THE REOPENING of Greek banks, as well as positive broker sentiment on a few of the bigger names in the market helped to boost British stocks yesterday.
The blue-chip FTSE 100 index closed up 0.2 per cent at 6,788.69 points after falling in the previous session.
Shares in HSBC rose 1.1 per cent to 586.6 pence, adding the most points to the FTSE 100 index, after Citigroup raised its rating on the stock to “buy” from “neutral” and increased its price target to 635p from 625p.
“Citi’s upgrade is benefiting HSBC. Despite its exposure to the Asian market, HSBC remains well capitalised and financially robust and is looking to streamline its operations wherever possible,” Richard Hunter, head of equities at Hargreaves Lansdown, said.
“Some stabilisation in Greece has also helped market sentiment. If we don’t hear any bad news from Greece in the next couple of days, investors will turn back to fundamentals such as quarterly earnings,” he added.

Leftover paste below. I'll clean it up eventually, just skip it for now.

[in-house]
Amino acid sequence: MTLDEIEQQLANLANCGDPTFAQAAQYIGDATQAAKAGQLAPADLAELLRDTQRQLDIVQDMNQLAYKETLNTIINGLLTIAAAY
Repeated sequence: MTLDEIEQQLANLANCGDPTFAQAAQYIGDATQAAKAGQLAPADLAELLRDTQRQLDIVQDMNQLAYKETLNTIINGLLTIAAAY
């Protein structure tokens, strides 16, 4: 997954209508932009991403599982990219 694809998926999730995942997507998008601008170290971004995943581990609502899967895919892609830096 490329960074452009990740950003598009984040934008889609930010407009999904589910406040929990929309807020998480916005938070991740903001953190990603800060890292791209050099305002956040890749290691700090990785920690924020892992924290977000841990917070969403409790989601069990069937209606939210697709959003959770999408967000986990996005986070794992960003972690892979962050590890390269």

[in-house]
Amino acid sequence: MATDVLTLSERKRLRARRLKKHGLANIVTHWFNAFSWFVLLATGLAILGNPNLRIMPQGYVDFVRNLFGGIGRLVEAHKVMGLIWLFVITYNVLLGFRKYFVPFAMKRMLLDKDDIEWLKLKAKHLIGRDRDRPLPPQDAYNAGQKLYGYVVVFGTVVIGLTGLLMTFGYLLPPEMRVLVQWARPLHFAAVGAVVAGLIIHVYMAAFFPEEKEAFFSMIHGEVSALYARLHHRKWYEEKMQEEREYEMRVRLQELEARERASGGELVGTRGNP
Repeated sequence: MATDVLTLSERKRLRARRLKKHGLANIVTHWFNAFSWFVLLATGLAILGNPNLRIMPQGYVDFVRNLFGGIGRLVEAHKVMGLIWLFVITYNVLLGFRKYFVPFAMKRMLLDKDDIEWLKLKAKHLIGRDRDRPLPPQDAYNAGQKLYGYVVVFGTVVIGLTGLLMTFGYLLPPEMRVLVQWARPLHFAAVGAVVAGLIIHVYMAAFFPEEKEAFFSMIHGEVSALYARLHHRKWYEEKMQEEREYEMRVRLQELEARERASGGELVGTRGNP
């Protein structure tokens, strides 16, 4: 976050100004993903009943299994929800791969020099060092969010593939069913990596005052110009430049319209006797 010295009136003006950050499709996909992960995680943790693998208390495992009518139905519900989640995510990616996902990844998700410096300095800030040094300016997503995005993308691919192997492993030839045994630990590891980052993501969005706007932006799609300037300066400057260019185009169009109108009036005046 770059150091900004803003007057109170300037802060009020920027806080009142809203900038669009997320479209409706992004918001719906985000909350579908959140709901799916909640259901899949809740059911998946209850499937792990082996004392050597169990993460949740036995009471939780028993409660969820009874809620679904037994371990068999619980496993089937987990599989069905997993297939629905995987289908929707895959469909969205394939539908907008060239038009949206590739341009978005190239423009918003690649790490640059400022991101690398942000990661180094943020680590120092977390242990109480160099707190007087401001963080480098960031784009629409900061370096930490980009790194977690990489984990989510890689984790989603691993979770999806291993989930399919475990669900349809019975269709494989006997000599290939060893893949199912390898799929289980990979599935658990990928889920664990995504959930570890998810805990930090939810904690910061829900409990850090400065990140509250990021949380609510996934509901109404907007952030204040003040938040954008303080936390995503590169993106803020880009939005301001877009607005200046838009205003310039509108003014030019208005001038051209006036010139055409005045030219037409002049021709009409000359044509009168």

Greeks banks reopened three weeks after closing to stop the system collapsing, the first cautious sign of a return to normal after a deal to start talks on a new package of bailout reforms.
Also on the upside, Sports Direct shares climbed 3.4 per cent after Exane BNP Paribas raised its target price for the sporting goods retailer’s stock to 860p from 800p.
In other gainers, Rolls-Royce edged 0.4 per cent higher after the British engineering company, under pressure after successive profit warnings, said its aero engine business won two new contracts totalling $2.23bn (£1.43bn).
But miners were knocked back after gold plunged to its lowest level in more than five years as bullion’s safe-have status took a knock from mounting expectations of a US rate hike.
Blue-chip gold producers Randgold Resources and Fresnillo fell 4.7 and 4.4 per cent respectively, while mid-cap miners Acacia and Centamin, along with a small-cap peer Hochschild, tumbled between 13.7 and 9.1 per cent.
“Given where gold is going, I think that sector’s going to suffer quite a lot,” Numis Securities analyst Cailey Barker said.
Aveva was the biggest FTSE 250 gainer, surging nearly 27.3 per cent after France’s Schneider Electric said it would combine its software unit with the British company in a reverse takeover designed to create a global leader in industrial software.